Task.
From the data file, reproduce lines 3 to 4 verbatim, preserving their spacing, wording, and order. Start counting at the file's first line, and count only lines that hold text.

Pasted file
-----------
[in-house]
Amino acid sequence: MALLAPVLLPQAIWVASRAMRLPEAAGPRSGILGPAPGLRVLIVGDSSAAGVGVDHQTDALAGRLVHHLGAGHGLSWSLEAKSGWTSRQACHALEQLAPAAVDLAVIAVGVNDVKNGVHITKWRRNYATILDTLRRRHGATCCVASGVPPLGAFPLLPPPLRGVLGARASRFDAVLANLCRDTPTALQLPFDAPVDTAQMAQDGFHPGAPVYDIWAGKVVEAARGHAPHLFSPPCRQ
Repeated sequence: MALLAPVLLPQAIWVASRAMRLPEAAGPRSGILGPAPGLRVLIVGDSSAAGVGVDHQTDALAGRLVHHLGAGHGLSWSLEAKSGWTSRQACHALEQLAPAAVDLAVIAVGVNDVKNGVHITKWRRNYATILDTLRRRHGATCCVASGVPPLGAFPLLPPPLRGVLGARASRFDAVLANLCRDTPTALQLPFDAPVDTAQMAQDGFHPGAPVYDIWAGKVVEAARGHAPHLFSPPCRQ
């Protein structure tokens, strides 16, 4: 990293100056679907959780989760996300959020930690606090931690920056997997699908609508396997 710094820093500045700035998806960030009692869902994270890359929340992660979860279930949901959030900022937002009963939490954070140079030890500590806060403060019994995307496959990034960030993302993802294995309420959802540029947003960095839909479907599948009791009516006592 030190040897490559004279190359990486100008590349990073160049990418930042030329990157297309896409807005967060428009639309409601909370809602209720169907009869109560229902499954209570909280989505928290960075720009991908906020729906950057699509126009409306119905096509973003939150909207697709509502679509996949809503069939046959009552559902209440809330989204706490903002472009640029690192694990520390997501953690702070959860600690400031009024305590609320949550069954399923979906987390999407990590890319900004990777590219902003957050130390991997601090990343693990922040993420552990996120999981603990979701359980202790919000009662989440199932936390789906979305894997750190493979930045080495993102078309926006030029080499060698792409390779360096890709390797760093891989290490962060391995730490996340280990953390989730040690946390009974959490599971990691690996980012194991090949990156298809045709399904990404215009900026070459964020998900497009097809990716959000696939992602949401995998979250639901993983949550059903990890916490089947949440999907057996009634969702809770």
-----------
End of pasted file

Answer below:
Repeated sequence: MALLAPVLLPQAIWVASRAMRLPEAAGPRSGILGPAPGLRVLIVGDSSAAGVGVDHQTDALAGRLVHHLGAGHGLSWSLEAKSGWTSRQACHALEQLAPAAVDLAVIAVGVNDVKNGVHITKWRRNYATILDTLRRRHGATCCVASGVPPLGAFPLLPPPLRGVLGARASRFDAVLANLCRDTPTALQLPFDAPVDTAQMAQDGFHPGAPVYDIWAGKVVEAARGHAPHLFSPPCRQ
């Protein structure tokens, strides 16, 4: 990293100056679907959780989760996300959020930690606090931690920056997997699908609508396997 710094820093500045700035998806960030009692869902994270890359929340992660979860279930949901959030900022937002009963939490954070140079030890500590806060403060019994995307496959990034960030993302993802294995309420959802540029947003960095839909479907599948009791009516006592 030190040897490559004279190359990486100008590349990073160049990418930042030329990157297309896409807005967060428009639309409601909370809602209720169907009869109560229902499954209570909280989505928290960075720009991908906020729906950057699509126009409306119905096509973003939150909207697709509502679509996949809503069939046959009552559902209440809330989204706490903002472009640029690192694990520390997501953690702070959860600690400031009024305590609320949550069954399923979906987390999407990590890319900004990777590219902003957050130390991997601090990343693990922040993420552990996120999981603990979701359980202790919000009662989440199932936390789906979305894997750190493979930045080495993102078309926006030029080499060698792409390779360096890709390797760093891989290490962060391995730490996340280990953390989730040690946390009974959490599971990691690996980012194991090949990156298809045709399904990404215009900026070459964020998900497009097809990716959000696939992602949401995998979250639901993983949550059903990890916490089947949440999907057996009634969702809770």